The modus vivendi, it should be noted, was between the United States and Britain. Commonwealth countries were excluded from all serious information, and no European country was included; not even France to whom, as Gowing noted, ‘Britain had some moral obligation’.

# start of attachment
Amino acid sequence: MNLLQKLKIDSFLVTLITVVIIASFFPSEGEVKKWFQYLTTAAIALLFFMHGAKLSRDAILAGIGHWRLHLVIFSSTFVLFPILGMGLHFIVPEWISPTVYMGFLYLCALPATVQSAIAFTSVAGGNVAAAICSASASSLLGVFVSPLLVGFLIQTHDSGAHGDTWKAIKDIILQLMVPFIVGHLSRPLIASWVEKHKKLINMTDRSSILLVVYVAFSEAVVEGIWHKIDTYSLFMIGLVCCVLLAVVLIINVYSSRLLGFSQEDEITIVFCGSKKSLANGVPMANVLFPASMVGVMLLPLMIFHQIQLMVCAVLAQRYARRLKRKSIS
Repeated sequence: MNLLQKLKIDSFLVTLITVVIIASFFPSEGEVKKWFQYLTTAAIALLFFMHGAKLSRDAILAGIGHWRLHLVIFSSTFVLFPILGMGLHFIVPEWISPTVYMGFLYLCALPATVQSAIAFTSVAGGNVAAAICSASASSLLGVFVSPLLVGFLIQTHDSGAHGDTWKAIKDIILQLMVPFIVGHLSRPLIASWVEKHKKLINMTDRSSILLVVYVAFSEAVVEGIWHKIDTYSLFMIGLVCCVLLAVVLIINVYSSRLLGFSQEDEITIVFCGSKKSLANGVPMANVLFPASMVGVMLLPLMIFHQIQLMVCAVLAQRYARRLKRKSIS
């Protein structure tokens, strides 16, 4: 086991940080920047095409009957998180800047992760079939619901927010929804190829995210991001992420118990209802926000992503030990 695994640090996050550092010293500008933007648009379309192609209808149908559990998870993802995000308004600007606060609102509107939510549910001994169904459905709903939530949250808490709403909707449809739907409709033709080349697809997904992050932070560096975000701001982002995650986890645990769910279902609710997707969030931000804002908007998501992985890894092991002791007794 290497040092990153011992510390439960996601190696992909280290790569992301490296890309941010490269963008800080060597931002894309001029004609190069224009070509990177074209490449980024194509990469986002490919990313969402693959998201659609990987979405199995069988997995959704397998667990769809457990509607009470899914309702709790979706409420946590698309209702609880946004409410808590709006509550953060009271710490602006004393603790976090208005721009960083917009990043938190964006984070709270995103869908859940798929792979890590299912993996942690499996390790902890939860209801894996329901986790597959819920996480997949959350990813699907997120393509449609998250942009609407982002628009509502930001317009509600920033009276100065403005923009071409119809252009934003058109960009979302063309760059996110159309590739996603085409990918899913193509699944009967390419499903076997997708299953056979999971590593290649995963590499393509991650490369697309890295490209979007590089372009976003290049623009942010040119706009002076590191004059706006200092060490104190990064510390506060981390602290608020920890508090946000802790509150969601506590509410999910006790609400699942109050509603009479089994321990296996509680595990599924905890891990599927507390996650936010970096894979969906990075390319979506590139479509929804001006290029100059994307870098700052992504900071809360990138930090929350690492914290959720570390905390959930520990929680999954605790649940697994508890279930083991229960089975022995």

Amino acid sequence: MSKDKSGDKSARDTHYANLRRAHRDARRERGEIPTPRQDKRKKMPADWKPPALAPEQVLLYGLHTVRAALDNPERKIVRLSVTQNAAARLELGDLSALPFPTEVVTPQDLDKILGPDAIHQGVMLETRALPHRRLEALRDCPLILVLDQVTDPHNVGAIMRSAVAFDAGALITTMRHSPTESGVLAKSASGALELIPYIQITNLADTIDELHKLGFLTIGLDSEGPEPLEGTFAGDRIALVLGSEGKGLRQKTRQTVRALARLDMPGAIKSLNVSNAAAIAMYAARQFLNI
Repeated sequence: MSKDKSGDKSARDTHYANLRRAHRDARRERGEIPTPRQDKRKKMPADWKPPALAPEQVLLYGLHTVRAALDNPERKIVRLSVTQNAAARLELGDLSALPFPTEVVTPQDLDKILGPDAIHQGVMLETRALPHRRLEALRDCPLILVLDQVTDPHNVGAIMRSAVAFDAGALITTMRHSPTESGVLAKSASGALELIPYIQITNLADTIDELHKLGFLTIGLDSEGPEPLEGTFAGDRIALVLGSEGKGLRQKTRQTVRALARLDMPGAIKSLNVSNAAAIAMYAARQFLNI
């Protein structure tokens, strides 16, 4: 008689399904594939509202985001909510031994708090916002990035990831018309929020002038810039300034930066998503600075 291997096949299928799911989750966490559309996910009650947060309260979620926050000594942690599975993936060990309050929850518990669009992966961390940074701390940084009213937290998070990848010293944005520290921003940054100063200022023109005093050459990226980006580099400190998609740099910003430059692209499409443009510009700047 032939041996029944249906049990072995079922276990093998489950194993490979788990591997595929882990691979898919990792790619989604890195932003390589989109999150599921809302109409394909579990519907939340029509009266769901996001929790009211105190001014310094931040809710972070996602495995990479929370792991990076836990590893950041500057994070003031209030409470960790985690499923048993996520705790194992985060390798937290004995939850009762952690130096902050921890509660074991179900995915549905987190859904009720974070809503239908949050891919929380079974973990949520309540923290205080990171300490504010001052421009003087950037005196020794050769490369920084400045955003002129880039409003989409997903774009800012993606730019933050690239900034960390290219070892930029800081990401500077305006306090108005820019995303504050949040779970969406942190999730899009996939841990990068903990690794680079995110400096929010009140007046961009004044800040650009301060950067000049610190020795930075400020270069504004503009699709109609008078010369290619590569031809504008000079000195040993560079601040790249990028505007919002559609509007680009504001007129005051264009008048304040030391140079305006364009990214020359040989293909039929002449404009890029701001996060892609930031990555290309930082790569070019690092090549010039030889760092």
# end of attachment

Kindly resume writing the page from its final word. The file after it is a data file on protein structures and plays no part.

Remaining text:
It is important to make clear what happened as a result of this agreement, and whose fault it was. The major responsibility in the first instance belongs to Roger Makins. He had been at the Washington Embassy between 1945 and 1947 and he led the British delegation at the modus vivendi talks. Makins was supposed to be familiar with the American political scene, but he evidently quite failed to appreciate that none of those he negotiated with – Kennan, Lilienthal, Carrol Wilson  carried much political clout in the complex relationships between the Truman administration, the military establishment and Congress. Gowing writes (p.254): ‘The British also gave the US negotiators credit for understanding what they were doing, and again it was to transpire that they did not.’ Part of these general misjudgements must have stemmed from those attitudes of superiority the British affected towards the Americans which have already been commented on; but the ignorance in these modus vivendi discussions was also a failure of the Foreign Office intelligence services. There was always a strong current of Anglophobia among sections of American politicians and administrators, and there were a number of recurring conflicts in these post-war years that affected all or mostly all negotiations between the two countries. One was the hostility of the American military, and of influential politicians such as Forrestal, to the idea of a large-scale atomic energy complex in the UK; and a total opposition, on strategic grounds, to the manufacture of atomic bombs in Britain. Another and more important in general terms, was the relatively minor place which America gave to the British connection. It was not unimportant to them, for Britain had world-wide connections which the USA needed; and the strategic position of the British islands was well appreciated by the military. But Britain was a second class power in economic and military terms; the Empire was in process of disintegration; and within a decade of the war ending it was clear that Britain was steadily losing ground to the other second class powers in the world: Germany, France and Japan. The illusion that Britain was still a first class power lingered on in British minds in the years after the war; but it was one of the many miscalculations that leading politicians and most of the senior officials of the Foreign Office continued to make, with so many disastrous results. Already in the closing days of 1948 the British Ambassador to Washington – the former Archibald Clerk-Kerr, wrote to London: ‘the whole question of our relations with the Americans on atomic energy questions seems to me to be becoming increasingly bound up with the larger issue of the extent to which the Americans are prepared to treat us on more or less equal terms as a first-class power.’